The Government should be cautious in approaching a plan to make it challenging to own a car, such as raising the cost of parking and reducing the availability of parking spaces ("Make it inconvenient to drive a car" by Mr Abdul Malek Mohamed Ali; last Sunday).
We must be careful about the effect such policies can have on society's standard of living, societal satisfaction and happiness.
In Hong Kong, there are surcharges for all revenue-generating tolls, including cross-harbour tunnels and parking spaces.
But this has led to unintended outcomes, such as the purchase of parking spaces as investments.
This will only lead to higher prices that hurt those who are less wealthy but need private transport.
There could also be more stress if the alternative - public transport - is unable to provide a satisfactory experience.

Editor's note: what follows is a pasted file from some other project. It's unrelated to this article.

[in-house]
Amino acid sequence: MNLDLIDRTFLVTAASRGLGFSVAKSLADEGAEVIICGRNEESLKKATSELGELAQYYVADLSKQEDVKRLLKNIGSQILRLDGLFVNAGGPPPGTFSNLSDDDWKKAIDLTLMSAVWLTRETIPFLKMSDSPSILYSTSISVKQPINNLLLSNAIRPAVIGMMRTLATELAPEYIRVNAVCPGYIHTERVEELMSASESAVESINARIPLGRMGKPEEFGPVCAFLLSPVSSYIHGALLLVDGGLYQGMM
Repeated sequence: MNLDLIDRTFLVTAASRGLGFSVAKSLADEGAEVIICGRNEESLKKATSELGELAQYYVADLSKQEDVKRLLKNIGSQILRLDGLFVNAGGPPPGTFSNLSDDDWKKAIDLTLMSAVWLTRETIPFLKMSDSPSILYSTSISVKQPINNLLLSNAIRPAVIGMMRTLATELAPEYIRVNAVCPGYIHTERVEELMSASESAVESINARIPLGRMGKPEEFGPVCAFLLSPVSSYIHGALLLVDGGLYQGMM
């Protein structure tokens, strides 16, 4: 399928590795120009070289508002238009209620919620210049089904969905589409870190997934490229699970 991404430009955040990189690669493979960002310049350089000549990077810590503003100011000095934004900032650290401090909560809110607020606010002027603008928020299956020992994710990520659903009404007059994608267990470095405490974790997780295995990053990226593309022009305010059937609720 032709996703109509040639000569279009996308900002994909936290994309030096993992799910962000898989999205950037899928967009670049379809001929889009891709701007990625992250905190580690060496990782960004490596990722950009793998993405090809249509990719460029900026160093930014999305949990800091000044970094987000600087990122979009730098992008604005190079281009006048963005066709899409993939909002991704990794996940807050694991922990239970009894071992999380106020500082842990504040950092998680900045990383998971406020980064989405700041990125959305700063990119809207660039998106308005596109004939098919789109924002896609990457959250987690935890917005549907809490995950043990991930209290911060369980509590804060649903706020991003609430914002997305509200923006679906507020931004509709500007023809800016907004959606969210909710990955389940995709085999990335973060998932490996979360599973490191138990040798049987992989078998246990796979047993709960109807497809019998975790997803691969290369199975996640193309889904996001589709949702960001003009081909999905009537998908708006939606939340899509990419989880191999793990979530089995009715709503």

We should not artificially raise the cost of owning a car.
Rather, the Government should focus on providing more alternatives and making these alternatives viable and attractive.
At the same time, society should be provided with information about the true costs of car ownership, so a more balanced decision can be reached.
In the final analysis, we should let the individual exercise greater autonomy and allow the logic of informed rationality to prevail.
Tan Aik Seng